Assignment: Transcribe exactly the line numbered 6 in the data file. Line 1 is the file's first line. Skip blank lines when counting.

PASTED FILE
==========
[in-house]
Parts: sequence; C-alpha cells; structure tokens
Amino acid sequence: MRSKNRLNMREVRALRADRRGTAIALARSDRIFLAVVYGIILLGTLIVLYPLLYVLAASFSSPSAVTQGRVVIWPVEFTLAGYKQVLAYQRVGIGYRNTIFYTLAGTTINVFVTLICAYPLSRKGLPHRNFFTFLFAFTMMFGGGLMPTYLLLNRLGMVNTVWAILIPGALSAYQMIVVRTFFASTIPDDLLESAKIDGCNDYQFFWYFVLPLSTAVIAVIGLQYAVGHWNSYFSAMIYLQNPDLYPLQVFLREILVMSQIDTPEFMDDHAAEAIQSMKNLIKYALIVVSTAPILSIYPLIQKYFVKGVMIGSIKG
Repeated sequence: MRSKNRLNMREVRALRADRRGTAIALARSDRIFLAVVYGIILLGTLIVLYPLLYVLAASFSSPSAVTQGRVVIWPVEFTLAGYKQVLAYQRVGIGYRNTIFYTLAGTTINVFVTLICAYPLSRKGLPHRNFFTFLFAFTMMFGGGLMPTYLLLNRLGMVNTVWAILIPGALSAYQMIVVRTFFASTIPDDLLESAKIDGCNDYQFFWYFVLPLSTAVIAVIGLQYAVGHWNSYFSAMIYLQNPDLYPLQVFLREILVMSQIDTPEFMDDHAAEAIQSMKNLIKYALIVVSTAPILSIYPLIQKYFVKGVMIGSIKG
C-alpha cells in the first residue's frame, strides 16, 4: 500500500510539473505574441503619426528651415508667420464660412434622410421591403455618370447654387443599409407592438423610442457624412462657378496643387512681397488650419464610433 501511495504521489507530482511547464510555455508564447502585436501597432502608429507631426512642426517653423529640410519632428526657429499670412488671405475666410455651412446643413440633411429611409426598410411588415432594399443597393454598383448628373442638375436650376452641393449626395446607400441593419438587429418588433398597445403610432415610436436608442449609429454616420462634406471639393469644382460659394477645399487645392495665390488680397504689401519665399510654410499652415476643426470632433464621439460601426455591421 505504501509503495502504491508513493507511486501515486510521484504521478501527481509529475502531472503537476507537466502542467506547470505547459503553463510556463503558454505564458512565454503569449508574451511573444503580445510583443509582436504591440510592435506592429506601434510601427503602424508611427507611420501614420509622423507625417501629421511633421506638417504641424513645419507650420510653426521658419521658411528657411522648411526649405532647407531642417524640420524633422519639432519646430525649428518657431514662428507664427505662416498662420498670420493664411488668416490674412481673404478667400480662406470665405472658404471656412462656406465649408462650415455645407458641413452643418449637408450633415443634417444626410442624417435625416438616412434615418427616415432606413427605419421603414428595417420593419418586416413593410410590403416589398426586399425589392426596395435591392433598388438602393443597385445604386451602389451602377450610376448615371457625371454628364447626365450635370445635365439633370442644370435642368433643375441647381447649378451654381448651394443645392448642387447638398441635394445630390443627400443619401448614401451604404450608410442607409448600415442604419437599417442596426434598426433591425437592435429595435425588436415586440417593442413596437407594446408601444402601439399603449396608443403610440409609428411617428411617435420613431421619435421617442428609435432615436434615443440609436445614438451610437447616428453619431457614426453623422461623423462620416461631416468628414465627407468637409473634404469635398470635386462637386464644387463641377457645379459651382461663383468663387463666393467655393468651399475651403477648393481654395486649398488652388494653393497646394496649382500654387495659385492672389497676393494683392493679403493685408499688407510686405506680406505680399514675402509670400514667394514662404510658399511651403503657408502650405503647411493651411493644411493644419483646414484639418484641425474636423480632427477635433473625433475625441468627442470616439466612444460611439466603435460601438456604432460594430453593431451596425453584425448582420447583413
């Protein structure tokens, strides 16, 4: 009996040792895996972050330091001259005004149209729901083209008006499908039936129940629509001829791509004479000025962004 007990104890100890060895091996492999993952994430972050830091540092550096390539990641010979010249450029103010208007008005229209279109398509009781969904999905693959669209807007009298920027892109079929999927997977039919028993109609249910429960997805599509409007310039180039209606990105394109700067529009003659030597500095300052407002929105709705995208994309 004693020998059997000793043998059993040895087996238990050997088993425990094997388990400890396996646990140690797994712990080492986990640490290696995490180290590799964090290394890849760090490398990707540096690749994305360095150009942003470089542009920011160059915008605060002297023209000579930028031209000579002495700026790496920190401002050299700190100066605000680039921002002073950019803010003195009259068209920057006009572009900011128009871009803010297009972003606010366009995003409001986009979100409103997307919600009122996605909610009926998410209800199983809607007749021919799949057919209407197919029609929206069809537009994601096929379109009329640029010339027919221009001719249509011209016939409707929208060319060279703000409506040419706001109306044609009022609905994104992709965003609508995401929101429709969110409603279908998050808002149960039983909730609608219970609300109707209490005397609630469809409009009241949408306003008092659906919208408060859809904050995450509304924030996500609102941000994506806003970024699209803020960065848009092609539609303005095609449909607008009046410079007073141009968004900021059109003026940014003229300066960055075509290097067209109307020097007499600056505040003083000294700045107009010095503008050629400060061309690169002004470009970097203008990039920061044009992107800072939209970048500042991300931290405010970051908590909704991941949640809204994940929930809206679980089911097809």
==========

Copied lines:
């Protein structure tokens, strides 16, 4: 009996040792895996972050330091001259005004149209729901083209008006499908039936129940629509001829791509004479000025962004 007990104890100890060895091996492999993952994430972050830091540092550096390539990641010979010249450029103010208007008005229209279109398509009781969904999905693959669209807007009298920027892109079929999927997977039919028993109609249910429960997805599509409007310039180039209606990105394109700067529009003659030597500095300052407002929105709705995208994309 004693020998059997000793043998059993040895087996238990050997088993425990094997388990400890396996646990140690797994712990080492986990640490290696995490180290590799964090290394890849760090490398990707540096690749994305360095150009942003470089542009920011160059915008605060002297023209000579930028031209000579002495700026790496920190401002050299700190100066605000680039921002002073950019803010003195009259068209920057006009572009900011128009871009803010297009972003606010366009995003409001986009979100409103997307919600009122996605909610009926998410209800199983809607007749021919799949057919209407197919029609929206069809537009994601096929379109009329640029010339027919221009001719249509011209016939409707929208060319060279703000409506040419706001109306044609009022609905994104992709965003609508995401929101429709969110409603279908998050808002149960039983909730609608219970609300109707209490005397609630469809409009009241949408306003008092659906919208408060859809904050995450509304924030996500609102941000994506806003970024699209803020960065848009092609539609303005095609449909607008009046410079007073141009968004900021059109003026940014003229300066960055075509290097067209109307020097007499600056505040003083000294700045107009010095503008050629400060061309690169002004470009970097203008990039920061044009992107800072939209970048500042991300931290405010970051908590909704991941949640809204994940929930809206679980089911097809």